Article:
“Don't clone my indie game, bro”: Informal cultures of videogame regulation in the independent sector

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Abstract

In the contemporary games sector, independent developers feel there is an inadequate level of protection for their intellectual property, particularly with regards to game clones. There is also a sense that neither players nor policy-makers completely understand the specificities of how IP may be creatively, if not legally infringed. As a result, there has increasingly been a shift towards the construction of a culture of self-regulation for indie developers, attempting to publicly shame cloners via social media, directly impacting infringers' reputation and sales and bypassing formal regulation.This article uses interviews and workshop discussions with developers to examine the manner in which this informal culture of regulation has been perpetuated in relation to current videogame copyright legislation, and suggests how the interrelation between producers and policy-makers may help to inform the direction of future policy decisions. Examining the way appropriate practice is informally managed in independent gaming, the article considers the soundness of policy in the contemporary videogames industry.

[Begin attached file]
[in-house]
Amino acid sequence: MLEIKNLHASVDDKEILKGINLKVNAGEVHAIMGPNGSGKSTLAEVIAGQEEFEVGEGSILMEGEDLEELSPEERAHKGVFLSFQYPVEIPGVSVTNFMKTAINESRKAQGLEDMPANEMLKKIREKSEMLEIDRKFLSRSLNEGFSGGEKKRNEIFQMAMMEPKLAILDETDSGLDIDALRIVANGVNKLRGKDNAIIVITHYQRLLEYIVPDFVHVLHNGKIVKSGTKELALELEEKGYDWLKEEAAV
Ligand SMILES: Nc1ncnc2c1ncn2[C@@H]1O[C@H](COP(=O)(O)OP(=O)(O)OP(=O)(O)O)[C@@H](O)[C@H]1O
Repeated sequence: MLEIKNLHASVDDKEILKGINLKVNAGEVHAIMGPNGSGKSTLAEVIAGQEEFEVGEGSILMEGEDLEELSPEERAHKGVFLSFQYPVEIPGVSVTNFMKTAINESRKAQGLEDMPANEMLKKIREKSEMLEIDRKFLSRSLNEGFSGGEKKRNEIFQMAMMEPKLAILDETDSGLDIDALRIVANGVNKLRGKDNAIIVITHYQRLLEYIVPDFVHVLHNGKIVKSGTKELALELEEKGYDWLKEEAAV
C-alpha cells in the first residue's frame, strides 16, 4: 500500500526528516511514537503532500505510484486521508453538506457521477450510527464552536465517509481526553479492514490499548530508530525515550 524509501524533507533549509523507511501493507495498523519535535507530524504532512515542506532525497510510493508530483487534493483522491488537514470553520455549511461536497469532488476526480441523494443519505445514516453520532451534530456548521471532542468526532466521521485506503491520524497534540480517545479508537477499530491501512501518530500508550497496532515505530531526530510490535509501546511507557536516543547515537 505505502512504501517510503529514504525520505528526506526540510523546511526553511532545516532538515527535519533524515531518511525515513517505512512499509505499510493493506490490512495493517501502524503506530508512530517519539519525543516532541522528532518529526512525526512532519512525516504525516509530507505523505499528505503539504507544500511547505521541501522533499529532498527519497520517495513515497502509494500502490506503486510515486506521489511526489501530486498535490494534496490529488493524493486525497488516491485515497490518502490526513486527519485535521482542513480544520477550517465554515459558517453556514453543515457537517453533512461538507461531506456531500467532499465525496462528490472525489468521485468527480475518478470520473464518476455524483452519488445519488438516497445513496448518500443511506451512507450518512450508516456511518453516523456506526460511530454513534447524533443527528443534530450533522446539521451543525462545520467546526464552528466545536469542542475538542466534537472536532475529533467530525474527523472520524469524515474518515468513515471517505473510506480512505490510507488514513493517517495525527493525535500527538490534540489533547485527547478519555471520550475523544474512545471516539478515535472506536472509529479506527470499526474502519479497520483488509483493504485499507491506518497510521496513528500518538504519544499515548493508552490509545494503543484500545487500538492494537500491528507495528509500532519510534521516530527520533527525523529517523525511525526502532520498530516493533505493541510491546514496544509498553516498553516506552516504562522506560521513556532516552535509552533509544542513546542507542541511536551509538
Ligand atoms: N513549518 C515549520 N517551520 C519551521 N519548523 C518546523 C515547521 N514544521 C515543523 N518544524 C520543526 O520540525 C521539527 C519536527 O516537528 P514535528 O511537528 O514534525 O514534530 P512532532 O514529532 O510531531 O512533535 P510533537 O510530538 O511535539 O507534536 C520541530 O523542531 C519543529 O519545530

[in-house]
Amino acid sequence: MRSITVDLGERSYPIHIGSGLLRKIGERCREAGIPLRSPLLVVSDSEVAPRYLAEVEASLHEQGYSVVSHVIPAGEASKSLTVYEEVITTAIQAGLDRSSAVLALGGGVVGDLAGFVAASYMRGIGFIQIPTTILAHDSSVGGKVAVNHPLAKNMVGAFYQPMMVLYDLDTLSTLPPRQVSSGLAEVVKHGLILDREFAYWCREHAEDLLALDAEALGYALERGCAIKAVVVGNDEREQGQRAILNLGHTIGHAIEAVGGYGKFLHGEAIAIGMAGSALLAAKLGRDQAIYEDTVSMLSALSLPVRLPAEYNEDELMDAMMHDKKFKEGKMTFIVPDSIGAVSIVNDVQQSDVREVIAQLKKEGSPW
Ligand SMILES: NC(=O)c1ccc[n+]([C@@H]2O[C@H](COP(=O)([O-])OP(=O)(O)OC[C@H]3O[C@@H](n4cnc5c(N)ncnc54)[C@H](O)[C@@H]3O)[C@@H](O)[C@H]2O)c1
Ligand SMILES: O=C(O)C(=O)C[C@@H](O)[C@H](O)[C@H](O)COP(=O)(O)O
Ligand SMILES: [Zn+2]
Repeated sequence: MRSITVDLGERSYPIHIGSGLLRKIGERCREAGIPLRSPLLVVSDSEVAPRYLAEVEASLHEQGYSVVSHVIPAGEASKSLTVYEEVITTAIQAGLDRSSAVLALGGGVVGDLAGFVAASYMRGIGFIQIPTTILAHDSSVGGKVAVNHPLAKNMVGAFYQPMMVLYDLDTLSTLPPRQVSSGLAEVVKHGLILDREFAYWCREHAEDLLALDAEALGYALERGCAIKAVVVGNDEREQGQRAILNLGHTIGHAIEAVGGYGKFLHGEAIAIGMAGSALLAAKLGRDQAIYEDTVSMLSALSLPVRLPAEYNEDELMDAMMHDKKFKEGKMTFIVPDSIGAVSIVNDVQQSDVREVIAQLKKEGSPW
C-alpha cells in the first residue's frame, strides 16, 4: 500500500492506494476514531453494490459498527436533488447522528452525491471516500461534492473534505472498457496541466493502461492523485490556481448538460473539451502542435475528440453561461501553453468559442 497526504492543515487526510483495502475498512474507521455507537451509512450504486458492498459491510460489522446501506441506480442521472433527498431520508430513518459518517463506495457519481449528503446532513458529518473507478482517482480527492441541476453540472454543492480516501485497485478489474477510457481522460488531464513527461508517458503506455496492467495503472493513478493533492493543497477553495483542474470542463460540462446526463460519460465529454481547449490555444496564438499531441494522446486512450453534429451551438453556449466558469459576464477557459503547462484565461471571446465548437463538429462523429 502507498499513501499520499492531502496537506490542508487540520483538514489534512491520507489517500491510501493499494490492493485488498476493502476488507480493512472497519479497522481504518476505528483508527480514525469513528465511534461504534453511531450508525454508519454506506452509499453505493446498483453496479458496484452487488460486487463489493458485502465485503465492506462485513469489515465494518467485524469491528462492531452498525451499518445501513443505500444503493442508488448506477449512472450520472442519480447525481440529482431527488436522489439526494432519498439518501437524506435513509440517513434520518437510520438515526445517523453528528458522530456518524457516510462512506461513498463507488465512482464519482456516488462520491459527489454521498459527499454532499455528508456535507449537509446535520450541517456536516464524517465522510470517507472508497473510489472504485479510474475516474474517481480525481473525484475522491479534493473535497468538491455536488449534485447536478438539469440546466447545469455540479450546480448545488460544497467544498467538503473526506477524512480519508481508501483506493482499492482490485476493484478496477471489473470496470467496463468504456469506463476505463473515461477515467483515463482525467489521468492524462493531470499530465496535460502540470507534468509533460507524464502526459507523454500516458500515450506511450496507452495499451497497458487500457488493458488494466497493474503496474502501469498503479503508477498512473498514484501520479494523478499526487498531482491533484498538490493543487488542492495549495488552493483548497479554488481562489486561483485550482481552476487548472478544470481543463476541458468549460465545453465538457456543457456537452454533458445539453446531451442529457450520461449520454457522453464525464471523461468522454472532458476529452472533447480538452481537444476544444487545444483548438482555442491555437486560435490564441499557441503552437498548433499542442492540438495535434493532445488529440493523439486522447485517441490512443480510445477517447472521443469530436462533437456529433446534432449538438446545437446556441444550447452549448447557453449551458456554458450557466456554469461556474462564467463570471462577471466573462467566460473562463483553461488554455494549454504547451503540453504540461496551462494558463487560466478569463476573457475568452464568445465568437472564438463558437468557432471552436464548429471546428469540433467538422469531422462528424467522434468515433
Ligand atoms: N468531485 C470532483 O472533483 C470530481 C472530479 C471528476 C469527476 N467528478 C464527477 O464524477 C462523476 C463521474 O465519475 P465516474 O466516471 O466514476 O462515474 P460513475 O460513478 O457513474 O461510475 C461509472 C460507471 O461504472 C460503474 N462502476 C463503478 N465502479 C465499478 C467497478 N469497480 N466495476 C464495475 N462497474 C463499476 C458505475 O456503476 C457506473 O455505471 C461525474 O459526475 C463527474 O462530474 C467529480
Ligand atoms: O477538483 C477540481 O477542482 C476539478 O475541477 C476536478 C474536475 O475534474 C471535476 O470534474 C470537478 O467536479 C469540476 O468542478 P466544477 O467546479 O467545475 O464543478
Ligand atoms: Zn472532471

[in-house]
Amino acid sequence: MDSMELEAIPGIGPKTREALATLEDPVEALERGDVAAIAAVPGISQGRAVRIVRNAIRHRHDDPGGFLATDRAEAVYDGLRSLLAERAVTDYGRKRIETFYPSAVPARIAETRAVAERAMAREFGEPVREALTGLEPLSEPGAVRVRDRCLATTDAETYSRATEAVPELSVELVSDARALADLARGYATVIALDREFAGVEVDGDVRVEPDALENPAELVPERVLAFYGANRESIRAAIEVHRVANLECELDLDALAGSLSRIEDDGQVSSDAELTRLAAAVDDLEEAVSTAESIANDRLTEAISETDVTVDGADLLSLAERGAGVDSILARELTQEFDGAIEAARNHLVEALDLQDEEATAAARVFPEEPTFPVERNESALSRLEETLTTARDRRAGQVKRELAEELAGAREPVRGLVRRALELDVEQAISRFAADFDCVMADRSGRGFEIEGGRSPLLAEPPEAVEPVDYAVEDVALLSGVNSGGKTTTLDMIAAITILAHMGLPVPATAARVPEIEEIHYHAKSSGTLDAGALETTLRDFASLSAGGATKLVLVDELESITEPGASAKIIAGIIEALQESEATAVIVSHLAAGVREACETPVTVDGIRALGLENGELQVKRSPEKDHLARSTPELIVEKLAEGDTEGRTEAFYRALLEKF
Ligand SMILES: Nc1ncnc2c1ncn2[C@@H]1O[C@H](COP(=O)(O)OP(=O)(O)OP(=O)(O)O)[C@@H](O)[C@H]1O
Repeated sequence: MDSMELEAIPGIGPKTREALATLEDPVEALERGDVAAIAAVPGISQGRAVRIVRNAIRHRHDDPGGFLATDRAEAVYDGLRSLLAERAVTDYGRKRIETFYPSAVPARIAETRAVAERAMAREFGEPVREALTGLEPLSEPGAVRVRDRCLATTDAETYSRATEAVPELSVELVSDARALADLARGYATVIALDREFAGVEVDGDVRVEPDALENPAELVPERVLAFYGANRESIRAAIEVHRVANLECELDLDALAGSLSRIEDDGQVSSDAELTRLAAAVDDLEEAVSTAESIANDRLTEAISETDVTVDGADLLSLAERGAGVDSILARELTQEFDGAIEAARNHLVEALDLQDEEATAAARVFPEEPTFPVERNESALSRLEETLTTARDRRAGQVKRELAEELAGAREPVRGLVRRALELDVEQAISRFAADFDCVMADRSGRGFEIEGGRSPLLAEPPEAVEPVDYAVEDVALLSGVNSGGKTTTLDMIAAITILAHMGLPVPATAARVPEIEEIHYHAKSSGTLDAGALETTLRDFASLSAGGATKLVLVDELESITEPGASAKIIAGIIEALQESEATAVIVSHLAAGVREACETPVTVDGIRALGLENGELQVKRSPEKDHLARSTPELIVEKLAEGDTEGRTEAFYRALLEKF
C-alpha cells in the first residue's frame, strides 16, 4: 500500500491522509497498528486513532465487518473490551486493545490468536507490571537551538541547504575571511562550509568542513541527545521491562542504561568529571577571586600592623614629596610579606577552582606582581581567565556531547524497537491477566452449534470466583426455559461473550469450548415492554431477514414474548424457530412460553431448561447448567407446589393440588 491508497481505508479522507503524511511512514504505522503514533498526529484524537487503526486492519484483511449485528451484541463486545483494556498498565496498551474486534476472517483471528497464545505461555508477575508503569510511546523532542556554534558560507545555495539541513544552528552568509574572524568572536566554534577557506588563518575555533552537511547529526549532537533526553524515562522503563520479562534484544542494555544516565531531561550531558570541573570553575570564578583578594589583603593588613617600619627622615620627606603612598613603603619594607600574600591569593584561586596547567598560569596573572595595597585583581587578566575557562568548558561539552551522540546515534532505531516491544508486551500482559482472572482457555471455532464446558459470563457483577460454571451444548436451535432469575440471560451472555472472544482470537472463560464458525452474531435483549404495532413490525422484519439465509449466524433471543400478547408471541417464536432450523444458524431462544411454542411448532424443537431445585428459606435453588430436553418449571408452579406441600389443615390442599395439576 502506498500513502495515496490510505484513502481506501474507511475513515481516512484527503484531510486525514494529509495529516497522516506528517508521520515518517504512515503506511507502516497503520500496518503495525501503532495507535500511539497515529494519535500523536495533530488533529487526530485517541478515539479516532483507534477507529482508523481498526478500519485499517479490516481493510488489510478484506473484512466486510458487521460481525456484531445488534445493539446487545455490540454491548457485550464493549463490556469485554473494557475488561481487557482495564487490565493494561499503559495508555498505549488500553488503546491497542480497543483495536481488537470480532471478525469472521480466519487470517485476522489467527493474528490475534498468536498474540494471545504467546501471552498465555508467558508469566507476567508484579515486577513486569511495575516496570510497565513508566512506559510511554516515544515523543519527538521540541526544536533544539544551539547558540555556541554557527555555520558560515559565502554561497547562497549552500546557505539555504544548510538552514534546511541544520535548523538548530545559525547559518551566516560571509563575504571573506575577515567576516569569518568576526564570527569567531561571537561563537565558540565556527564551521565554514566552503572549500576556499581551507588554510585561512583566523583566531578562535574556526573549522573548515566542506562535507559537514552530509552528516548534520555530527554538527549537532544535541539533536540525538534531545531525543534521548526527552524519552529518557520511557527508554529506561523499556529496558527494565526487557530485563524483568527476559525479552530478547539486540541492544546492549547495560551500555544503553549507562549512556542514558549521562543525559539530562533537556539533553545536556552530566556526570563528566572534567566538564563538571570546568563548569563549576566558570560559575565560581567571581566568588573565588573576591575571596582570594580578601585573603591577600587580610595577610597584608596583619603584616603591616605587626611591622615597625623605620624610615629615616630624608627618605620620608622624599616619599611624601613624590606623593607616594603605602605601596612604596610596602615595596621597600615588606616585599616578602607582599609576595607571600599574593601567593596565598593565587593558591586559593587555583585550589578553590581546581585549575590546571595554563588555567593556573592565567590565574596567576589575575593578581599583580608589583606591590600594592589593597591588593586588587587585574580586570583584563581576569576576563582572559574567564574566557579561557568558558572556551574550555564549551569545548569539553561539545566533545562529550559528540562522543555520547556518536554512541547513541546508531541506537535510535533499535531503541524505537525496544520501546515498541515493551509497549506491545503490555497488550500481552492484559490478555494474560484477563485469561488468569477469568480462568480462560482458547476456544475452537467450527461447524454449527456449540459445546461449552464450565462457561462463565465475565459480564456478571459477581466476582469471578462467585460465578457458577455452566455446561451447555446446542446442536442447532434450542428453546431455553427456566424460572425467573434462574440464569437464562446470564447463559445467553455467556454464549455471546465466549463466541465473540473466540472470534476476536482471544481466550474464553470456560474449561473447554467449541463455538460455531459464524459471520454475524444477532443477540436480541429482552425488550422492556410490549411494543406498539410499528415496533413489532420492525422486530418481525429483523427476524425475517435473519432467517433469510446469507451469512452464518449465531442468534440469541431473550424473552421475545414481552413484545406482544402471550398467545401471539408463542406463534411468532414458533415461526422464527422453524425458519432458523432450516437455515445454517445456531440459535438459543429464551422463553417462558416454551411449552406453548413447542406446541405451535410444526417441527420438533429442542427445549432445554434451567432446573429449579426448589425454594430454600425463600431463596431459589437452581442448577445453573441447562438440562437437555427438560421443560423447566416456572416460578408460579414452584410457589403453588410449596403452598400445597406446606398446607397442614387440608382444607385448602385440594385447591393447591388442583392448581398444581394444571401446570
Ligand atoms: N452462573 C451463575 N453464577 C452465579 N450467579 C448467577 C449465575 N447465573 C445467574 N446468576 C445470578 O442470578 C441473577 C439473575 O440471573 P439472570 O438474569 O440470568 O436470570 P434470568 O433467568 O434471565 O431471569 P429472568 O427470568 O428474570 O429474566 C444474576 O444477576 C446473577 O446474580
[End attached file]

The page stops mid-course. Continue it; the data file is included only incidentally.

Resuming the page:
Original languageEnglish
Pages (from-to)143-153
Number of pages11
JournalCultural Trends
Volume24
Issue number2
Early online date7 Apr 2015
DOIs
Publication statusPublished - 2015

Keywords

  • videogames
  • copyright
  • policy
  • community
  • creativity

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